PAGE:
The cornea is the optical window of the eye and must remain clear to maintain good vision. When the endothelium, the inner cell layer of the cornea, stops working, the cornea becomes cloudy. Traditionally, treatment for this condition required replacement of the whole central cornea as in a Penetrating Keratoplasty or Full Thickness cornea transplant. More recently ophthalmologists have developed an alternative known as Descemet’s Stripping with Endothelial Keratoplasty (DSEK) that involves only replacing the innermost layers of the cornea.
Drs. Clinch, Kang, and Shah are specially trained to perform DSEK which replaces only the damaged cell layer instead of replacing the entire thickness of the cornea. With this new technique, the cornea heals much faster and stronger and the patient’s visual recovery is simpler. DSEK is Drs. Clinch, Kang, and Shah’s preferred method of treatment for eligible patients with Fuchs’ dystrophy and pseudophakic bullous keratopathy.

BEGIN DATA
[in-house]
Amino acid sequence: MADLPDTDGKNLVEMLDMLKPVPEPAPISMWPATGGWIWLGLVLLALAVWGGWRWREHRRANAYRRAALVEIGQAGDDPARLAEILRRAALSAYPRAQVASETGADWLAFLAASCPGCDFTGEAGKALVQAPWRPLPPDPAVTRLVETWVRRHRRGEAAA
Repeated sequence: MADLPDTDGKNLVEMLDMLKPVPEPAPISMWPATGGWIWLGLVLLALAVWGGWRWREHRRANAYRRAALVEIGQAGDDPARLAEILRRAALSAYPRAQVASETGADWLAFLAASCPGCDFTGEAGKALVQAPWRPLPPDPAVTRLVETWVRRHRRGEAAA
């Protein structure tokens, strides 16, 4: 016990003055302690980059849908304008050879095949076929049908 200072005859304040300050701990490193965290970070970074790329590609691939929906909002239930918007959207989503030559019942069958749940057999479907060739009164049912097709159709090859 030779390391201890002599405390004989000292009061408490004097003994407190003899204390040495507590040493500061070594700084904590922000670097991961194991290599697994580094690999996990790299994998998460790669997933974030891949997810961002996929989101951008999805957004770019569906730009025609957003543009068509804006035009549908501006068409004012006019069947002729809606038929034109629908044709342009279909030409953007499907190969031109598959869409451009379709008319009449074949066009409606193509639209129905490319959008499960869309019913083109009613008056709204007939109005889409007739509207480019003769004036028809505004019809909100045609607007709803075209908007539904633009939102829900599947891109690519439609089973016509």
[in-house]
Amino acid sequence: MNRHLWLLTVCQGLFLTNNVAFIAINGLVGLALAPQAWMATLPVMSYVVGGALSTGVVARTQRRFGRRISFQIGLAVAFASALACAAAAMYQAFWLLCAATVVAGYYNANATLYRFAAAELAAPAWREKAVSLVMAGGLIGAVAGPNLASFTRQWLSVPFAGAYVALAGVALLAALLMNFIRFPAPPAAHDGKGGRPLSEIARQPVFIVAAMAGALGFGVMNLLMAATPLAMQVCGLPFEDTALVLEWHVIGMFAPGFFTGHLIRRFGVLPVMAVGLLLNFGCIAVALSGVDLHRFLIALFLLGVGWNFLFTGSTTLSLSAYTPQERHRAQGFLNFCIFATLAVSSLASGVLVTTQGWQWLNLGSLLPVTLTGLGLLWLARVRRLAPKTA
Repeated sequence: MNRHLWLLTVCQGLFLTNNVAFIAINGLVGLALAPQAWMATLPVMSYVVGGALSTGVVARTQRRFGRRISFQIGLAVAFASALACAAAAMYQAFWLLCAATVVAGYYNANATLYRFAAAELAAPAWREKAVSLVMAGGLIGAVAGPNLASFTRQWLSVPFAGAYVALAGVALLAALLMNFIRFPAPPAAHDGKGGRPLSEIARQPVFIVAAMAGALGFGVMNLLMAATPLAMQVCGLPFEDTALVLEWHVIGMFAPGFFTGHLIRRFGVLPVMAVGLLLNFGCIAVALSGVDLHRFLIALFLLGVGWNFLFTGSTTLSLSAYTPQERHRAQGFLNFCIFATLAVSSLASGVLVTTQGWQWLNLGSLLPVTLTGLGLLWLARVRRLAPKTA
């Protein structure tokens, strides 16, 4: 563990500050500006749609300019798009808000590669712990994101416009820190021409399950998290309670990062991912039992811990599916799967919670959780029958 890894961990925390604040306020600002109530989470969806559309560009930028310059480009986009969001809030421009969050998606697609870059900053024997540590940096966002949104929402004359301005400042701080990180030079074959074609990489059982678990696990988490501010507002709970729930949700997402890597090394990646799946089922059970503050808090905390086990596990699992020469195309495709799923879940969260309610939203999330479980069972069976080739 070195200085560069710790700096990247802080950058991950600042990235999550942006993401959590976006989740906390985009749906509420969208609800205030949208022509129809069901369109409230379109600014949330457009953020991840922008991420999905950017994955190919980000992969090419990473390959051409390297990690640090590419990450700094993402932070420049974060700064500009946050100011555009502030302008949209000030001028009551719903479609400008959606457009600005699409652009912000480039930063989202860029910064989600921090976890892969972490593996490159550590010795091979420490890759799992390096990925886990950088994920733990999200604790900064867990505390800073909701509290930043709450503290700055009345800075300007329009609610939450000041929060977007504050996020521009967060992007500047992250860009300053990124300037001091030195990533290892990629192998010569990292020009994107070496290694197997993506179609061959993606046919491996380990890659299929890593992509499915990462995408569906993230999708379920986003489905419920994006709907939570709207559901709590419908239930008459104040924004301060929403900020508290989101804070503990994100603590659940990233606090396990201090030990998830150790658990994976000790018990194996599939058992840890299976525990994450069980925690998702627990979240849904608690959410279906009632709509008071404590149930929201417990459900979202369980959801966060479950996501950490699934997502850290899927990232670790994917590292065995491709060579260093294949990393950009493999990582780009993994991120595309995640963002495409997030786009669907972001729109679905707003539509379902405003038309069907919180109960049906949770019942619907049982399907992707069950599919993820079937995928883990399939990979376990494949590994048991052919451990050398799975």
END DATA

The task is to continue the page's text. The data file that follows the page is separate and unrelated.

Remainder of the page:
The basic DSEK technique consists of gently stripping off the diseased cell layer lining the inner surface of the cornea. A donor cornea is thinly sliced and the inner portion is folded in half for insertion through a small incision made near the white part of the eye. The surgeon then injects an air bubble into the eye to unfold the donor tissue and press it up into place. The natural pumping action of the donor endothelial cells quickly creates suction, which bonds the donor tissue to the recipient cornea.
Blue area above represents the corneal endothelium and Descemets membrane. Only this part is removed in DSEK rather than the entire thickness of the cornea in a traditional cornea transplant.